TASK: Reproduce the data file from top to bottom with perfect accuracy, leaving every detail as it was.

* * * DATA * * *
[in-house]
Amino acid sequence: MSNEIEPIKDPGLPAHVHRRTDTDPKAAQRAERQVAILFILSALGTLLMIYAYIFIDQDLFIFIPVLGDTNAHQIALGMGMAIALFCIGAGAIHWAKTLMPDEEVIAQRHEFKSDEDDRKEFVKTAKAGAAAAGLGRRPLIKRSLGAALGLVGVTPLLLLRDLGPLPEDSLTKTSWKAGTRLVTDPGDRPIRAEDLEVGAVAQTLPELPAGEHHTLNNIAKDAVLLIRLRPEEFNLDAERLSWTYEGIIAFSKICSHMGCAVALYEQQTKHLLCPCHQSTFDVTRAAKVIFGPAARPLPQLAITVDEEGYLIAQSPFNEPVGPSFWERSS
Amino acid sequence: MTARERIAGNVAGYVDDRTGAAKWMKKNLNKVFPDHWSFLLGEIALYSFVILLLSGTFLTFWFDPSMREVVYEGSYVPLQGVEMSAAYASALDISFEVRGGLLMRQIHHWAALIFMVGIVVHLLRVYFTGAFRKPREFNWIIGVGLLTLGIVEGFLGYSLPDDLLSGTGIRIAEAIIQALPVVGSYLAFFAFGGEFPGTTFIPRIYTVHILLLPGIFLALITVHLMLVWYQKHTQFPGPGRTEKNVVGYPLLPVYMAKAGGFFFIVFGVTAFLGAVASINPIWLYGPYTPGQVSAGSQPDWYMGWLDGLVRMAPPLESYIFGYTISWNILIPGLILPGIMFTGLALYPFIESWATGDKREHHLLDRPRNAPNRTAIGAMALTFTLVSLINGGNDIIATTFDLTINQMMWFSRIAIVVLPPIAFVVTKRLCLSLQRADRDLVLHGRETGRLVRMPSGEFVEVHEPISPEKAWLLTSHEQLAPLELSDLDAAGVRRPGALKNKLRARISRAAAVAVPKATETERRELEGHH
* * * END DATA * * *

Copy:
[in-house]
Amino acid sequence: MSNEIEPIKDPGLPAHVHRRTDTDPKAAQRAERQVAILFILSALGTLLMIYAYIFIDQDLFIFIPVLGDTNAHQIALGMGMAIALFCIGAGAIHWAKTLMPDEEVIAQRHEFKSDEDDRKEFVKTAKAGAAAAGLGRRPLIKRSLGAALGLVGVTPLLLLRDLGPLPEDSLTKTSWKAGTRLVTDPGDRPIRAEDLEVGAVAQTLPELPAGEHHTLNNIAKDAVLLIRLRPEEFNLDAERLSWTYEGIIAFSKICSHMGCAVALYEQQTKHLLCPCHQSTFDVTRAAKVIFGPAARPLPQLAITVDEEGYLIAQSPFNEPVGPSFWERSS
Amino acid sequence: MTARERIAGNVAGYVDDRTGAAKWMKKNLNKVFPDHWSFLLGEIALYSFVILLLSGTFLTFWFDPSMREVVYEGSYVPLQGVEMSAAYASALDISFEVRGGLLMRQIHHWAALIFMVGIVVHLLRVYFTGAFRKPREFNWIIGVGLLTLGIVEGFLGYSLPDDLLSGTGIRIAEAIIQALPVVGSYLAFFAFGGEFPGTTFIPRIYTVHILLLPGIFLALITVHLMLVWYQKHTQFPGPGRTEKNVVGYPLLPVYMAKAGGFFFIVFGVTAFLGAVASINPIWLYGPYTPGQVSAGSQPDWYMGWLDGLVRMAPPLESYIFGYTISWNILIPGLILPGIMFTGLALYPFIESWATGDKREHHLLDRPRNAPNRTAIGAMALTFTLVSLINGGNDIIATTFDLTINQMMWFSRIAIVVLPPIAFVVTKRLCLSLQRADRDLVLHGRETGRLVRMPSGEFVEVHEPISPEKAWLLTSHEQLAPLELSDLDAAGVRRPGALKNKLRARISRAAAVAVPKATETERRELEGHH